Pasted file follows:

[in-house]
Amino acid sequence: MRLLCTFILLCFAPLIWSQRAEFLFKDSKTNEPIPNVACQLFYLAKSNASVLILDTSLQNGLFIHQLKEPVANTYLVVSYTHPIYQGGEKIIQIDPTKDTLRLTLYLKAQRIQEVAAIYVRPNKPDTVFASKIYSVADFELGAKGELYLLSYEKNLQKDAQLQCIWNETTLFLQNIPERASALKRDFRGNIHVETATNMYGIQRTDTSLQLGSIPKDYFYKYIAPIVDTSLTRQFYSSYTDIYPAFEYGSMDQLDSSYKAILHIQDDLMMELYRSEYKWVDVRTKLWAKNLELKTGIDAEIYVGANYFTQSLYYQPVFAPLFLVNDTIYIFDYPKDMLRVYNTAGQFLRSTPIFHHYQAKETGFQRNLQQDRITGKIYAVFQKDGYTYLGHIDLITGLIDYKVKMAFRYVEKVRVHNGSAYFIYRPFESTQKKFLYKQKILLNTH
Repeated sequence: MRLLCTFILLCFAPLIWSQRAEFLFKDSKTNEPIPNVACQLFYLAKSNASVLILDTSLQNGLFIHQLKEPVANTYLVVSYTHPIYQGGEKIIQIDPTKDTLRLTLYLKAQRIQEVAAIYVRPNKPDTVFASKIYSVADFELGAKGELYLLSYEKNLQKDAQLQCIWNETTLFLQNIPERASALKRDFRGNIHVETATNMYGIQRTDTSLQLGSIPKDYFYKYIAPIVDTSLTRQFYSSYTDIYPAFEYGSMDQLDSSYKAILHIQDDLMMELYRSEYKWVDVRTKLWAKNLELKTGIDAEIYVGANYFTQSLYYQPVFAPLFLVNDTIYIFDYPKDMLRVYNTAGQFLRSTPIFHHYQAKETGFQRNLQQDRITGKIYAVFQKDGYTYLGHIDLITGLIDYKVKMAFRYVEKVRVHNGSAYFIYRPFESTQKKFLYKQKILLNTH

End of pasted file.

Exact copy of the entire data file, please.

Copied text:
[in-house]
Amino acid sequence: MRLLCTFILLCFAPLIWSQRAEFLFKDSKTNEPIPNVACQLFYLAKSNASVLILDTSLQNGLFIHQLKEPVANTYLVVSYTHPIYQGGEKIIQIDPTKDTLRLTLYLKAQRIQEVAAIYVRPNKPDTVFASKIYSVADFELGAKGELYLLSYEKNLQKDAQLQCIWNETTLFLQNIPERASALKRDFRGNIHVETATNMYGIQRTDTSLQLGSIPKDYFYKYIAPIVDTSLTRQFYSSYTDIYPAFEYGSMDQLDSSYKAILHIQDDLMMELYRSEYKWVDVRTKLWAKNLELKTGIDAEIYVGANYFTQSLYYQPVFAPLFLVNDTIYIFDYPKDMLRVYNTAGQFLRSTPIFHHYQAKETGFQRNLQQDRITGKIYAVFQKDGYTYLGHIDLITGLIDYKVKMAFRYVEKVRVHNGSAYFIYRPFESTQKKFLYKQKILLNTH
Repeated sequence: MRLLCTFILLCFAPLIWSQRAEFLFKDSKTNEPIPNVACQLFYLAKSNASVLILDTSLQNGLFIHQLKEPVANTYLVVSYTHPIYQGGEKIIQIDPTKDTLRLTLYLKAQRIQEVAAIYVRPNKPDTVFASKIYSVADFELGAKGELYLLSYEKNLQKDAQLQCIWNETTLFLQNIPERASALKRDFRGNIHVETATNMYGIQRTDTSLQLGSIPKDYFYKYIAPIVDTSLTRQFYSSYTDIYPAFEYGSMDQLDSSYKAILHIQDDLMMELYRSEYKWVDVRTKLWAKNLELKTGIDAEIYVGANYFTQSLYYQPVFAPLFLVNDTIYIFDYPKDMLRVYNTAGQFLRSTPIFHHYQAKETGFQRNLQQDRITGKIYAVFQKDGYTYLGHIDLITGLIDYKVKMAFRYVEKVRVHNGSAYFIYRPFESTQKKFLYKQKILLNTH